Miniature Furniture Suite with World Decor

Miniature living room suite with cultural decor

When I was a child, my dollhouses provided me with hours of free-play joy. What made my dollhouse experience perhaps different from other children is that I tossed out the dolls and played with the furniture. Adorning the rooms of my dollhouses then were a combination of molded-plastic furniture and furniture I made out of found objects from around the house. The household’s junk-drawer, my dad’s tool box, and my mom’s sewing basket were among some of my favourite places that yielded bounties of dollhouse outfitting.

detail of miniature living room suite with african and caribbean decor

Fast forward a few decades and my love for furniture hasn’t subsided. I reimagine life-size antique and vintage furniture at Hollis Newton but like everyone else on the planet, Covid-19 has suspended my routine and the future of everything is on hold.

Re-enter Childhood Pastime
Being unable to return to Burkcraft Furniture Company during social isolation hasn’t stopped my reimagining of things. I just had to downscale a bit. To a 1:12 ratio to be exact.

detail of miniature living room suite with african and caribbean decor

The Plan and Playlist
Even though I had intended on replicating my actual living room, that plan proved to be too ambitious and I ended up just capturing the things in the room that I love most, those being, vintage and thrifted furniture, art, plants and books. The only thing missing was music, and if this tiny suite had a playlist, you would hear tracks from Curtis Mayfield, Fela Kuti, Roy Ayers, ATCQ, EW&F, Donald Byrd, Hall & Oats, Steely Dan …I could go on. Planning is good but I wasn’t inflexible.

Detail of miniature woven pillows

The Found-ation
For this miniature suite, I was determined to make everything with objects I had on hand.  The only exception was backsplash sticker tiles I bought from the Dollar Store. However I wasn’t going to use them as the manufacturer recommended therefore, no backsplash. But I did use the adhesive tiles—cut up into tiny squares—as my fireplace hearth and as fireplace-facing inlay tiles. Other found object that I reimagined were beads, lip balm caps, nail polish, a woven belt, toothpicks, matchsticks, chop-sticks, coffee stirrers, and barbecue skewers. The take-away: Nothing was off limits from being reimagined.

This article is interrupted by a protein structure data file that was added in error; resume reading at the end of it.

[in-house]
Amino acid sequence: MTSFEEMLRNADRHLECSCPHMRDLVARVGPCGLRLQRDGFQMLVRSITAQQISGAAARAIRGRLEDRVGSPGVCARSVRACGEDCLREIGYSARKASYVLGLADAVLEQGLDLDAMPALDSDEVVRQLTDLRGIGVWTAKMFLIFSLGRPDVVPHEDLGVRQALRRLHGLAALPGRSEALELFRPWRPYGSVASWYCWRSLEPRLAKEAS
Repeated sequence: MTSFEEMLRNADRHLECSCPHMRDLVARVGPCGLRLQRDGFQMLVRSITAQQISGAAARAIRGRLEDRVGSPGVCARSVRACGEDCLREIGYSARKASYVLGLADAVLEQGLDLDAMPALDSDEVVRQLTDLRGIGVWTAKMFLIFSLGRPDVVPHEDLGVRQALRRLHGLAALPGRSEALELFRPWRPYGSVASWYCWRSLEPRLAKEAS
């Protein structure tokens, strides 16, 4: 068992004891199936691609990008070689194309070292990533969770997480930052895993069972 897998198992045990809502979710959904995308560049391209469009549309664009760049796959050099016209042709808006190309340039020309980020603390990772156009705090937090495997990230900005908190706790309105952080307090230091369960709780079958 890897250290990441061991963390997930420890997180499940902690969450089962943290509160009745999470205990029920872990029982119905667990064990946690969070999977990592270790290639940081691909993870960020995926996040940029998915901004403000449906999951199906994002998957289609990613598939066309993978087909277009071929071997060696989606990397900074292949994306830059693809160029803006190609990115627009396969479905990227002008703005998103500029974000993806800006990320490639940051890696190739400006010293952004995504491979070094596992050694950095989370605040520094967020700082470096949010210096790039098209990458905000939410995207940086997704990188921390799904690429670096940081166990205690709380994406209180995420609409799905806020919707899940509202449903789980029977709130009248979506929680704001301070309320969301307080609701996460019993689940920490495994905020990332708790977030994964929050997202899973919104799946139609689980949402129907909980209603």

Serendipity Surrounds
I’m not sure how this happened but it did. I go for walks in the morning and evening and in a span of three weeks, I managed to find five fake plants on totally random routes. I washed each thoroughly once home then cut the foliage into miniature plants. On yet another outing, I found a tiny “R”  which just happens to be my initial. My lesson: The power of attraction only works if your eyes are wide open.

Miniature diorama in bookcase

The Tools, Gear and Materials
If you’re planning on making miniatures, the most valuable tools you’ll have is time and the internet. YouTube provided me with a great paper-clay recipe which made plant pots, vases, bowls and a fireplace brick facade. I also used Pinterest for inspiration and to source traditional African masks.

small rug for miniature rug

Below I listed all the tools, safety gear and materials I used. My one regret is that I didn’t take more process photos—same story, different scale. If you want to know how I did something specifically, comment below and I’ll do my best to take you through the steps. Or at least, point you in the direction of a good tutorial.

Author painting miniature wall art

– Right-angle ruler
– Straight ruler (with imperial and metric units)
– Glue gun
– Utility knife
– Scissors
– Pencil
– Artist paint-brushes
– Sewing needle and thread
– Darning needle
– Graph paper (invaluable for making things symmetrical)
– Cutting mat
– Tweezers
– Sewing machine
– Miter box (great for making 90° and 45° cuts)
– Printer (for book jacket covers)
– Dremel tool kit
– Dusk mask
– Utility gloves
– Safety goggles
– Work Apron
– PVA or white glue
– Carpenter’s glue

miniature mid-century moden chair frame

– Acrylic craft paints (for wall art, plant leaves, furniture “stain”, and rug yarn “dye”)
– Model-grade plywood (for furniture and wall art “canvases”)
– Various thin wood scraps (for fireplace mantle, and wall art “canvases”)
– Fireplace matchsticks, Bamboo BBQ skewers, Chop-sticks, Coffee stirrers, and Toothpicks (for furniture and Mid-century modern plant stand )
Paper-clay (for plant pots, African masks, fireplace brick facade, decorative bowls and vases)
– Beads (for vases and lamp base)
– Scrap fabric (for upholstery and pillows)
– Yarn (Bernat and Lily brands for rug, pillows, macrame plant holder)
– Masking tape (for plant leaves)
– Paper (for book jacket covers and pages, wall art collage, flower pot decoupage)
– Cardboard box lid (weaving loom for rug and pillows)
– Old business cards (for book covers)
– Thin wire (for plant stems)
– Cosmetic container tops (for plant container molds and plant pots)
– Metallic Nail-polish (as gold and brass details)
– Fake plants
– Boxwood hedge leaves and other plants that kept their shape once dried
– Wood building blocks (for fireplace construction)
– Backsplash sticker tiles (for fireplace hearth and tile inlay)
– Jute trim (for flower pot)
– Old woven belt (for flower pot)
– Small tree branches (for fireplace logs)

author placing miniature plant in diorama

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